Question: Do you know anyone who’s had smallpox? How about polio? No?
Well no wonder there’s a sudden surge of doubt about vaccination – not because we’ve realise how well it works, but because we’ve forgotten what life was like before vaccines.
I am a parent. I can understand the idea of injecting my child with something that turns out to be harmful would be hard to bear. First do no harm, they say. Can we be sure there is no harm?
Sounds a like a fair question… but… isn’t. It’s not that simple.
Having a vaccine may seem like a dangerous intervention, and surely no action is better than a risky one?
Well if you believe that, you are not alone, but are making a cognitive error, the error to assume inaction is a virtue. As Haile Selassie said “Throughout history, it has been the inaction of those who could have acted; the indifference of those who should have known better; the silence of the voice of justice when it mattered most; that has made it possible for evil to triumph.”
In order to help those stuck in this cognitive trap, I would ask them to consider this thought experiment.
Rather than choosing to go to a doctor for a vaccine, say the famous ‘MMR’ triple-jab, or choosing to stay at home, let’s imagine the choice was one of two medications, one the MMR, with its supposed* risk of autism, but which gives immunity to measles, mumps and rubella – and the other is a compound with no known benefits, but a known risk of causing measles, mumps and rubella. And of course the added possibility of causing an epidemic at the same time.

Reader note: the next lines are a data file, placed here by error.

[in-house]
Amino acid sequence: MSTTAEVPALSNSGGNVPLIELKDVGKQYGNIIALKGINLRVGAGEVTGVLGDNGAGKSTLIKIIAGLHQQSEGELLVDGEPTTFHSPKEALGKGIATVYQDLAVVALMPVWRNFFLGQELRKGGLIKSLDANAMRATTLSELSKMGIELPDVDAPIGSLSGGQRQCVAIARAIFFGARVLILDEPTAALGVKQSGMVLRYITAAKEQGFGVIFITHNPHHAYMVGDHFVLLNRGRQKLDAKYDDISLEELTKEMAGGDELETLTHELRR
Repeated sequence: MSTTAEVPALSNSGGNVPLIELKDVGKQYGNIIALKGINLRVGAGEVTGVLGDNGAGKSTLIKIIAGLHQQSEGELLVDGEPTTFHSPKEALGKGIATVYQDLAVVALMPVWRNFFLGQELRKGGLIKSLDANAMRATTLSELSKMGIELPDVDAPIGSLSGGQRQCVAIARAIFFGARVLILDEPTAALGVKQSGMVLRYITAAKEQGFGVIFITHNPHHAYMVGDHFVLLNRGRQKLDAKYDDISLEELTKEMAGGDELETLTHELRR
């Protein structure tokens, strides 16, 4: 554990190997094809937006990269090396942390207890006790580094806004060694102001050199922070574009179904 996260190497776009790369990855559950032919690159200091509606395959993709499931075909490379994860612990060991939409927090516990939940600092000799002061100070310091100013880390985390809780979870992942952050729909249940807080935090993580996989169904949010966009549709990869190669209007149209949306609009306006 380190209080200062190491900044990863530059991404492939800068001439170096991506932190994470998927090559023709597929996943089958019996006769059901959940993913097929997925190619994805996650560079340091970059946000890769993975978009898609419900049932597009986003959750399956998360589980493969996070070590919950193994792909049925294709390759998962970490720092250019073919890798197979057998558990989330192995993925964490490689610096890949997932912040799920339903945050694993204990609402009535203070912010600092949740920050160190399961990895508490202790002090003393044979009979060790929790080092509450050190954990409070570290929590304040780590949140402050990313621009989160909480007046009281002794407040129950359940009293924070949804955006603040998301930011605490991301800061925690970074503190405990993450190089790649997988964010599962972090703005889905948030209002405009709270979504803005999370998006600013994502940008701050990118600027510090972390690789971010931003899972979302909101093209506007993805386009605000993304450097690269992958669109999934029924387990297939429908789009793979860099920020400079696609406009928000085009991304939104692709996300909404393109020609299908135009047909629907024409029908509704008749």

(*) Let’s add to the mix the fact that there is zero evidence of any link between MMR and autism, and also point out that failing to immunise your kids is reckless cruelty not only to them, but also to all those who cannot be vaccinated for ‘real’ reasons, such as being too poor, too young or too sick.
To those still on the fence, this last bit is for you.
Do you not realise that what seems like concerned parenting has actually cost real people their lives? For what?
Yes, drugs go wrong. Yes, corporations are often tempted to hide bad news. Yes, the human body is complex and we do not understand every last detail.
But if you think that those pressures overwhelm the ‘good’ in mankind that has led life expectancy to climb gloriously every single decade this last century, then you are missing all the good news.
No small part of the doubling in life expectancy was due to vaccines.
Please don’t take me with you back to 1900. Rather look at this picture of what smallpox does and thank your lucky stars she’s not your child.